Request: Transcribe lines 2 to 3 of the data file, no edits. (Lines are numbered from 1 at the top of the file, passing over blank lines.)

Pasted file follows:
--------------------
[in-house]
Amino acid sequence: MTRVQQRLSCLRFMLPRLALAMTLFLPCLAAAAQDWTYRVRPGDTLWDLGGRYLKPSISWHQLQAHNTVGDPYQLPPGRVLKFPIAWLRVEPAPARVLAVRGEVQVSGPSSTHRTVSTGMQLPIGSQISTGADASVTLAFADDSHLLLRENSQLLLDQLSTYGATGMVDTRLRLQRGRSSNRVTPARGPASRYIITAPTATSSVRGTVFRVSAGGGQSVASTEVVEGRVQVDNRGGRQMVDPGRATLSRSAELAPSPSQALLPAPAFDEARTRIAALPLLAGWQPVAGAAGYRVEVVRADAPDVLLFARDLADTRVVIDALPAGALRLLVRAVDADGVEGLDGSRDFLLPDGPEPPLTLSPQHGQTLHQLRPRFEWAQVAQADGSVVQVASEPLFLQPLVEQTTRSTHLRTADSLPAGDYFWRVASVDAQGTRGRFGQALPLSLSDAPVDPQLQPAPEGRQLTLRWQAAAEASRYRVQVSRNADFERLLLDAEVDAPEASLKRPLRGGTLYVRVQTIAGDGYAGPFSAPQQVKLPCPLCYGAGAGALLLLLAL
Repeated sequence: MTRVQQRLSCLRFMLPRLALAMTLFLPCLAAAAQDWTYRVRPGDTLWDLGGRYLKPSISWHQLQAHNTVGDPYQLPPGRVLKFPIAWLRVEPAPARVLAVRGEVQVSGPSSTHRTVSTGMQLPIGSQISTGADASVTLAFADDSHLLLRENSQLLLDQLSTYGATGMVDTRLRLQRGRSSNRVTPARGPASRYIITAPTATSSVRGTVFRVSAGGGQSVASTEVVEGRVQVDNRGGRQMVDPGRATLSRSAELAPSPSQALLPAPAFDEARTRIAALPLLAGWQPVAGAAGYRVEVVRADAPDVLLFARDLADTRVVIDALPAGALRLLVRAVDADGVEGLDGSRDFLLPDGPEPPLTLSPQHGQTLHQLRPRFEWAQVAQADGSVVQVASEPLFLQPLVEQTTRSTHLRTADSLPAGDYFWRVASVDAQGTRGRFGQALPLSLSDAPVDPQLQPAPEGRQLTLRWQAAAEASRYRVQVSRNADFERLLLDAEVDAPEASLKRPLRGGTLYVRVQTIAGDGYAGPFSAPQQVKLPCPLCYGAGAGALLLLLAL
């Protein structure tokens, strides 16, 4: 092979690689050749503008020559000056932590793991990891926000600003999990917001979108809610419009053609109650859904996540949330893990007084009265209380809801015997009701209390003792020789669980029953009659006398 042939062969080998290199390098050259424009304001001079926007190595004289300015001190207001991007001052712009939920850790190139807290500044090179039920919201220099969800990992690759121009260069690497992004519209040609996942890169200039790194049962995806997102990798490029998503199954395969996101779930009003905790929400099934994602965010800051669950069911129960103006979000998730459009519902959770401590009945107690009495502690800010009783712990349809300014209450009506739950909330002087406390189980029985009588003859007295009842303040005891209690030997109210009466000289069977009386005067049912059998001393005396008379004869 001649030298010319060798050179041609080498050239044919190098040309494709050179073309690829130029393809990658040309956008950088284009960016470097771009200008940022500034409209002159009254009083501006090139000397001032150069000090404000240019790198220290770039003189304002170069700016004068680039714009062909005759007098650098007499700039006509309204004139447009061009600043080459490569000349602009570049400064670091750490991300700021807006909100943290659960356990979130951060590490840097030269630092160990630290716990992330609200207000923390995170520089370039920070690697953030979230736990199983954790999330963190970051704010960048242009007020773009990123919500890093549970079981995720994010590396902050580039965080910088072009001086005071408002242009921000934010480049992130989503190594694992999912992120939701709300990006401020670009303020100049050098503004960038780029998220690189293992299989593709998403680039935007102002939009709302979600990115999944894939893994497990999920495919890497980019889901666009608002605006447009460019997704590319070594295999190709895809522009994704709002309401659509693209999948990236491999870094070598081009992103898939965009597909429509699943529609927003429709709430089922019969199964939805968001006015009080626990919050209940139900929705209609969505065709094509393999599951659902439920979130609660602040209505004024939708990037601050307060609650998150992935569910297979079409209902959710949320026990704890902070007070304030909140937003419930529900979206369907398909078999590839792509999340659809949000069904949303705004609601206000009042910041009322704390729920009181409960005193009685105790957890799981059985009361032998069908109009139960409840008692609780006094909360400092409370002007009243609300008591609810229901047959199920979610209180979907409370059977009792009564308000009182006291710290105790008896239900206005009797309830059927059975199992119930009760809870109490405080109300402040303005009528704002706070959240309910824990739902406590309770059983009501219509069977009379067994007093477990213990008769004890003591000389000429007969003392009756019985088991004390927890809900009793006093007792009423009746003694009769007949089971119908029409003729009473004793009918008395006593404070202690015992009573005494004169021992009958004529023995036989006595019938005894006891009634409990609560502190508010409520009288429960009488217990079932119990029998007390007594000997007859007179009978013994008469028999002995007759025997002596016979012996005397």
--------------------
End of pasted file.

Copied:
Amino acid sequence: MTRVQQRLSCLRFMLPRLALAMTLFLPCLAAAAQDWTYRVRPGDTLWDLGGRYLKPSISWHQLQAHNTVGDPYQLPPGRVLKFPIAWLRVEPAPARVLAVRGEVQVSGPSSTHRTVSTGMQLPIGSQISTGADASVTLAFADDSHLLLRENSQLLLDQLSTYGATGMVDTRLRLQRGRSSNRVTPARGPASRYIITAPTATSSVRGTVFRVSAGGGQSVASTEVVEGRVQVDNRGGRQMVDPGRATLSRSAELAPSPSQALLPAPAFDEARTRIAALPLLAGWQPVAGAAGYRVEVVRADAPDVLLFARDLADTRVVIDALPAGALRLLVRAVDADGVEGLDGSRDFLLPDGPEPPLTLSPQHGQTLHQLRPRFEWAQVAQADGSVVQVASEPLFLQPLVEQTTRSTHLRTADSLPAGDYFWRVASVDAQGTRGRFGQALPLSLSDAPVDPQLQPAPEGRQLTLRWQAAAEASRYRVQVSRNADFERLLLDAEVDAPEASLKRPLRGGTLYVRVQTIAGDGYAGPFSAPQQVKLPCPLCYGAGAGALLLLLAL
Repeated sequence: MTRVQQRLSCLRFMLPRLALAMTLFLPCLAAAAQDWTYRVRPGDTLWDLGGRYLKPSISWHQLQAHNTVGDPYQLPPGRVLKFPIAWLRVEPAPARVLAVRGEVQVSGPSSTHRTVSTGMQLPIGSQISTGADASVTLAFADDSHLLLRENSQLLLDQLSTYGATGMVDTRLRLQRGRSSNRVTPARGPASRYIITAPTATSSVRGTVFRVSAGGGQSVASTEVVEGRVQVDNRGGRQMVDPGRATLSRSAELAPSPSQALLPAPAFDEARTRIAALPLLAGWQPVAGAAGYRVEVVRADAPDVLLFARDLADTRVVIDALPAGALRLLVRAVDADGVEGLDGSRDFLLPDGPEPPLTLSPQHGQTLHQLRPRFEWAQVAQADGSVVQVASEPLFLQPLVEQTTRSTHLRTADSLPAGDYFWRVASVDAQGTRGRFGQALPLSLSDAPVDPQLQPAPEGRQLTLRWQAAAEASRYRVQVSRNADFERLLLDAEVDAPEASLKRPLRGGTLYVRVQTIAGDGYAGPFSAPQQVKLPCPLCYGAGAGALLLLLAL